A subset of the global network is capable of laser ranging to retroreflectors placed on the lunar surface by NASA Apollo and Russia Lunakod missions in the 1969–1973 time period. The CDDIS archive of these data, in LLR-specific formats in early years and ILRS format since 1998, dates back to 1969. In a sense, the Moon and its retroreflectors can be considered another "satellite"; however, not all systems in the ILRS network have lasers powerful enough to reach lunar distances. Today, a subset of the ILRS network continues to track these arrays; additional stations plan to become operational in the near future. Analysis of LLR data provides information about the dynamics and structure of the Moon, its rate of rotation, and orbit, as well as gravitational physics and general relativity studies (Williams and Dickey, 2003).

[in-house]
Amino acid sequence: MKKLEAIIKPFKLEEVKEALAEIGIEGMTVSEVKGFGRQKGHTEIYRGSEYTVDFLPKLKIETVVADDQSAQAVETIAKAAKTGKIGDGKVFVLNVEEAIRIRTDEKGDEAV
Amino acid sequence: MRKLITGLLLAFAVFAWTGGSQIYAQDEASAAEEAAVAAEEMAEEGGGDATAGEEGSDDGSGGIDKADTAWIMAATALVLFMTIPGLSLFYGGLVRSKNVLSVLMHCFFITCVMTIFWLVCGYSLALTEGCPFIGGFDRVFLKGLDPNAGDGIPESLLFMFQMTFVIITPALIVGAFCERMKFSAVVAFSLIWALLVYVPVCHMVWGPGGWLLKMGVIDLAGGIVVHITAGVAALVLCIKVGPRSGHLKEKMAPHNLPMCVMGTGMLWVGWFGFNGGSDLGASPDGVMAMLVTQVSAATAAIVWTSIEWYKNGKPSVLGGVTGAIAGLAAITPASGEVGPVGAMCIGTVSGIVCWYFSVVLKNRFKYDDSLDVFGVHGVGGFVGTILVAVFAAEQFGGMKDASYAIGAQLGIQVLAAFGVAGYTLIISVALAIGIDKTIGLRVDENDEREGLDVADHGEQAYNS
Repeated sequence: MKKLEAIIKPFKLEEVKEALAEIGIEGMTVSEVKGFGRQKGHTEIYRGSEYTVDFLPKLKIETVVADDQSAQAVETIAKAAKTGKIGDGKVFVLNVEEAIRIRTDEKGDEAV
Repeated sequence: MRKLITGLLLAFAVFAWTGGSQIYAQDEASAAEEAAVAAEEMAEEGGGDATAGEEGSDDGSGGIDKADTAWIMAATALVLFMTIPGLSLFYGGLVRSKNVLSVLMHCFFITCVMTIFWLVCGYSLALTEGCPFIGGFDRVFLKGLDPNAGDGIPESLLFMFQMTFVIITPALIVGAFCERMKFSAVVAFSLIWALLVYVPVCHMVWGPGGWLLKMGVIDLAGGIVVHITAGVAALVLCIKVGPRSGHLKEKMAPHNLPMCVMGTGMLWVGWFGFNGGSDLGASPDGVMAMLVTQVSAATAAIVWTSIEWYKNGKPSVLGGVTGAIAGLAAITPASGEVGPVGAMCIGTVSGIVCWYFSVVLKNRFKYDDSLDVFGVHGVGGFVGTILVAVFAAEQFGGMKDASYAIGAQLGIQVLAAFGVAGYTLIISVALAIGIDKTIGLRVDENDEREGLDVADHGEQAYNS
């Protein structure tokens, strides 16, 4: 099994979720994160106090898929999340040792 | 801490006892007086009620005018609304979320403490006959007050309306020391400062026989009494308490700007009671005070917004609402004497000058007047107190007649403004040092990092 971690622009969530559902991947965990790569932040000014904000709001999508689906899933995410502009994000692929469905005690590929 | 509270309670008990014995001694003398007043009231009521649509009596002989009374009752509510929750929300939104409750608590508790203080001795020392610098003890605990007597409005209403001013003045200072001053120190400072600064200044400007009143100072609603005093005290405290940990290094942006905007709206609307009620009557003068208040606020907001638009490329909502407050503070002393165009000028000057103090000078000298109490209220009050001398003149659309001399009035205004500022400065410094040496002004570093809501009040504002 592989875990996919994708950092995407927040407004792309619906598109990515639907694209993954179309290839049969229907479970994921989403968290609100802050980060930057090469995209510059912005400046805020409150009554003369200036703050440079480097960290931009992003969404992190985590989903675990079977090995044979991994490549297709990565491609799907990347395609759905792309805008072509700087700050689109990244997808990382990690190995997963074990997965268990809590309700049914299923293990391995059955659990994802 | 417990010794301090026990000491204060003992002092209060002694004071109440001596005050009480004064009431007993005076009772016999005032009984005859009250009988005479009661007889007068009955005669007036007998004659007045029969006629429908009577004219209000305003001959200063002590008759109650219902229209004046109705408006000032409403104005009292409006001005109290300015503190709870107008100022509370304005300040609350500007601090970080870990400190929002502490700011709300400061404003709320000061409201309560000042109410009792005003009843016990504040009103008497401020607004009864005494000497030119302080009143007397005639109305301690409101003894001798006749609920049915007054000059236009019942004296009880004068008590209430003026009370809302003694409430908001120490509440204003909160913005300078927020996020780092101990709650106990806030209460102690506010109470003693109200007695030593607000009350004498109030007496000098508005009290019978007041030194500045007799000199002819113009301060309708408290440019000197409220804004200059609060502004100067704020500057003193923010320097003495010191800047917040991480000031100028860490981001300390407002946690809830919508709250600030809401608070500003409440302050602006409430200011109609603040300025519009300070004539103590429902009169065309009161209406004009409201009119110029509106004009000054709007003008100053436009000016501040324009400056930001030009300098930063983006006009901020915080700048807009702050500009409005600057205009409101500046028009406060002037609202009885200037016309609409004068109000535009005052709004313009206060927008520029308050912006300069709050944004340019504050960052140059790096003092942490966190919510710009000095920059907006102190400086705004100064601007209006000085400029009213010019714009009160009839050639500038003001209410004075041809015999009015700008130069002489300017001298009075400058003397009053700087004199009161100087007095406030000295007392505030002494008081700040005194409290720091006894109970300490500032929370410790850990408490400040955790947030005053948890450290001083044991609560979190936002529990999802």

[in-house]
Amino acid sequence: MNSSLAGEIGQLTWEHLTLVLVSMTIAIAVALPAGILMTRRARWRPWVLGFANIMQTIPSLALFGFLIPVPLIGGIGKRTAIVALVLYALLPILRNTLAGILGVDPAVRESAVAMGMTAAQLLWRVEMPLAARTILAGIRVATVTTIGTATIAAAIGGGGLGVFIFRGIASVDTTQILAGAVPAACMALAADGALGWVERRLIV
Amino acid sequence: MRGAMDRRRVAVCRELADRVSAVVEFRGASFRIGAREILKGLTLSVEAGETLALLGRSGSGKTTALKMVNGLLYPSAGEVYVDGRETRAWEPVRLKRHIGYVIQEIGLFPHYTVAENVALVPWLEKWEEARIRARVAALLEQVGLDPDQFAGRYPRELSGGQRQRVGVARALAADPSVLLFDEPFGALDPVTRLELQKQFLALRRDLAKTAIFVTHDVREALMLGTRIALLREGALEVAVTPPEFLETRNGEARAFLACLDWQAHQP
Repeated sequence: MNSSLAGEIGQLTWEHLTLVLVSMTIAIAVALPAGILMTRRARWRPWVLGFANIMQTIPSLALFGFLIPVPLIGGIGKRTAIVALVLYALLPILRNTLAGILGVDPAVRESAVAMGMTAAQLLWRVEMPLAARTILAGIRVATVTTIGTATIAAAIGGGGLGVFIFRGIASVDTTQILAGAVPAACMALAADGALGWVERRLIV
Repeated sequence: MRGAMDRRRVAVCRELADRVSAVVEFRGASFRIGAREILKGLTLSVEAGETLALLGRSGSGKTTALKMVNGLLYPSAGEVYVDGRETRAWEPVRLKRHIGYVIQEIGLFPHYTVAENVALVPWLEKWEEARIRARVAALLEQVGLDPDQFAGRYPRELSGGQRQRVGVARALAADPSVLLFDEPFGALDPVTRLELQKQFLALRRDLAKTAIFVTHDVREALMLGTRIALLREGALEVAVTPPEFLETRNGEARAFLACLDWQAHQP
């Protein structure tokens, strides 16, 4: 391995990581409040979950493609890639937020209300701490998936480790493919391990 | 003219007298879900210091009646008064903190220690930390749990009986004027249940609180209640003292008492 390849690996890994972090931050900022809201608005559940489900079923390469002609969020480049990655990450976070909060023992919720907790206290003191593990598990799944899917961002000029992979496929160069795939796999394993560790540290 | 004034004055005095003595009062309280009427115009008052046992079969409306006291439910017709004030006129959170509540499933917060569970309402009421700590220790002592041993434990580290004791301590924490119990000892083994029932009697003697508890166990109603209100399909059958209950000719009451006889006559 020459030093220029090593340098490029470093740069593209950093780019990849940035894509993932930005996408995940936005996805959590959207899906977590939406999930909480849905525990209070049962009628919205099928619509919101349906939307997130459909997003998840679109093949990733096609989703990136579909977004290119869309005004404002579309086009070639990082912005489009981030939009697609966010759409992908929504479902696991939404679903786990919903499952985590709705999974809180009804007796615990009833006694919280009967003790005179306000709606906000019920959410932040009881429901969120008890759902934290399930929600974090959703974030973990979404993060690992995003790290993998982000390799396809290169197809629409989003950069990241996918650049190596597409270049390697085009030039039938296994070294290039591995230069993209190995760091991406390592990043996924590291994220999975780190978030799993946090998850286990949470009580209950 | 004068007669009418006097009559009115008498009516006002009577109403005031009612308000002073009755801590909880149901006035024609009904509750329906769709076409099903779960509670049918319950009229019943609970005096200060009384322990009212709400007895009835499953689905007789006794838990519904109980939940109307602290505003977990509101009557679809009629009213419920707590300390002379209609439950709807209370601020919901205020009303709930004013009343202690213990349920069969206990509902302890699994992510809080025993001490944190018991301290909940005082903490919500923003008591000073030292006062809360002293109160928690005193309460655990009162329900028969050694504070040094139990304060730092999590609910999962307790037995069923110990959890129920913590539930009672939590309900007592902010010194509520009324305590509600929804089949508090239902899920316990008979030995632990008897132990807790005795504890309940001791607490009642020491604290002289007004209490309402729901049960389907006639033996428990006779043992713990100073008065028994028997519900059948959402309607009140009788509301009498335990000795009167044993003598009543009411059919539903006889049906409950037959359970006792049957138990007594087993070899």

LLR data are available in daily and monthly files within the normal point archive.